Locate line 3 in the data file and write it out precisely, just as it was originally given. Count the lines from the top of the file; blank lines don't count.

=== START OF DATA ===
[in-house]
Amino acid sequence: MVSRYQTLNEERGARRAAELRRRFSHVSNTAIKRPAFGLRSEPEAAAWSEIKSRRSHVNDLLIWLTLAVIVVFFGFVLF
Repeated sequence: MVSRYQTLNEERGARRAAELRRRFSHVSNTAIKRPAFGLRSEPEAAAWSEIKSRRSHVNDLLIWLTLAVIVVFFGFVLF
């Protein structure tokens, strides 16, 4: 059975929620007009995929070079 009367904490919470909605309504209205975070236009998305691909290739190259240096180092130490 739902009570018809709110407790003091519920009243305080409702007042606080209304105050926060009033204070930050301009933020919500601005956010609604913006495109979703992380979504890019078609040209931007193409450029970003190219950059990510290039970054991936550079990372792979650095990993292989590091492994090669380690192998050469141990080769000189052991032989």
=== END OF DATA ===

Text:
Repeated sequence: MVSRYQTLNEERGARRAAELRRRFSHVSNTAIKRPAFGLRSEPEAAAWSEIKSRRSHVNDLLIWLTLAVIVVFFGFVLF